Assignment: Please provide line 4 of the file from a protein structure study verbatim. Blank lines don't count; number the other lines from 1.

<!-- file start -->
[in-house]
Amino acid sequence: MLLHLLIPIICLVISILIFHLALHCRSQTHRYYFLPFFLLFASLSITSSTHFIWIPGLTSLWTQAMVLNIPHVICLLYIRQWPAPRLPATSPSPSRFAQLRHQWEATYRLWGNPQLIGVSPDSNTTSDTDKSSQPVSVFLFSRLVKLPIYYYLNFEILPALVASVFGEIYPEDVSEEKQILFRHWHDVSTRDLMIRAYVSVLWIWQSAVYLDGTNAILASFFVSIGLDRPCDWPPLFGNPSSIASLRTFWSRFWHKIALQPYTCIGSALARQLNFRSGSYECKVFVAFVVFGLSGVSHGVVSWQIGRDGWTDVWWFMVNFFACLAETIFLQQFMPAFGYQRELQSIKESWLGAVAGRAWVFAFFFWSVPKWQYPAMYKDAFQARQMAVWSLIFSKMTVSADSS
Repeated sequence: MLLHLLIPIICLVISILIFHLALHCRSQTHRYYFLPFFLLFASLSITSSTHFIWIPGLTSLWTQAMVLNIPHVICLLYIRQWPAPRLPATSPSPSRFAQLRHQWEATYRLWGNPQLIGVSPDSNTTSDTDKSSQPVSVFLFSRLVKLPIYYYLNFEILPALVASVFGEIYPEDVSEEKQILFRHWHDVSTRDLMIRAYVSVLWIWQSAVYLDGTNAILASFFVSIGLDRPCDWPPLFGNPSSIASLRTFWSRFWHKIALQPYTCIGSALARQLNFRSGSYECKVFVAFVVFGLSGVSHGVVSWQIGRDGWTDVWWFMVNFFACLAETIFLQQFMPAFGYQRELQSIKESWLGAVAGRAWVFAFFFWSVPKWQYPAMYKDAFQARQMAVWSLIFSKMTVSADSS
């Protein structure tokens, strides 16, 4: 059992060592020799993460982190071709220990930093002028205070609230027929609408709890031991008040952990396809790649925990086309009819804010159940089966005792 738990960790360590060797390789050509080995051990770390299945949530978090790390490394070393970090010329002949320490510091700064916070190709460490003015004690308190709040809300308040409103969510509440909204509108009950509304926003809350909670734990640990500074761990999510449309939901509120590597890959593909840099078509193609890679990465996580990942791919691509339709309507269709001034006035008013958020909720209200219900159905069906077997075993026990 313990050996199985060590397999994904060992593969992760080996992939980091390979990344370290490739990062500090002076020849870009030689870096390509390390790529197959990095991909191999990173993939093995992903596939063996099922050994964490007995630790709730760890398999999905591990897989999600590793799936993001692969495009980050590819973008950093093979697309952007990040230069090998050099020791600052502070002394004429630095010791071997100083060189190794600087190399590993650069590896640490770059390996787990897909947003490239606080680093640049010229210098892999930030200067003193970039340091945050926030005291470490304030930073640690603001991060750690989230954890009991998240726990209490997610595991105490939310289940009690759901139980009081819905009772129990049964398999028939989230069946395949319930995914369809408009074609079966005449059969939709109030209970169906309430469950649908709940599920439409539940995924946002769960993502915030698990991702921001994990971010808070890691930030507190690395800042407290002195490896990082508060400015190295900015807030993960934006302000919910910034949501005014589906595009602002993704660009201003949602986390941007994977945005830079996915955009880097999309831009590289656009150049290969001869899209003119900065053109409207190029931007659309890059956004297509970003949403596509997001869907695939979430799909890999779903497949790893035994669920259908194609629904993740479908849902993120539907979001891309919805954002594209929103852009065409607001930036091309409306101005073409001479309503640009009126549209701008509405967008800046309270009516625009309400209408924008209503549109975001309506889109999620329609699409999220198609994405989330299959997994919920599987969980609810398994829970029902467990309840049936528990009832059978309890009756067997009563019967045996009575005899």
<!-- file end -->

């Protein structure tokens, strides 16, 4: 059992060592020799993460982190071709220990930093002028205070609230027929609408709890031991008040952990396809790649925990086309009819804010159940089966005792 738990960790360590060797390789050509080995051990770390299945949530978090790390490394070393970090010329002949320490510091700064916070190709460490003015004690308190709040809300308040409103969510509440909204509108009950509304926003809350909670734990640990500074761990999510449309939901509120590597890959593909840099078509193609890679990465996580990942791919691509339709309507269709001034006035008013958020909720209200219900159905069906077997075993026990 313990050996199985060590397999994904060992593969992760080996992939980091390979990344370290490739990062500090002076020849870009030689870096390509390390790529197959990095991909191999990173993939093995992903596939063996099922050994964490007995630790709730760890398999999905591990897989999600590793799936993001692969495009980050590819973008950093093979697309952007990040230069090998050099020791600052502070002394004429630095010791071997100083060189190794600087190399590993650069590896640490770059390996787990897909947003490239606080680093640049010229210098892999930030200067003193970039340091945050926030005291470490304030930073640690603001991060750690989230954890009991998240726990209490997610595991105490939310289940009690759901139980009081819905009772129990049964398999028939989230069946395949319930995914369809408009074609079966005449059969939709109030209970169906309430469950649908709940599920439409539940995924946002769960993502915030698990991702921001994990971010808070890691930030507190690395800042407290002195490896990082508060400015190295900015807030993960934006302000919910910034949501005014589906595009602002993704660009201003949602986390941007994977945005830079996915955009880097999309831009590289656009150049290969001869899209003119900065053109409207190029931007659309890059956004297509970003949403596509997001869907695939979430799909890999779903497949790893035994669920259908194609629904993740479908849902993120539907979001891309919805954002594209929103852009065409607001930036091309409306101005073409001479309503640009009126549209701008509405967008800046309270009516625009309400209408924008209503549109975001309506889109999620329609699409999220198609994405989330299959997994919920599987969980609810398994829970029902467990309840049936528990009832059978309890009756067997009563019967045996009575005899």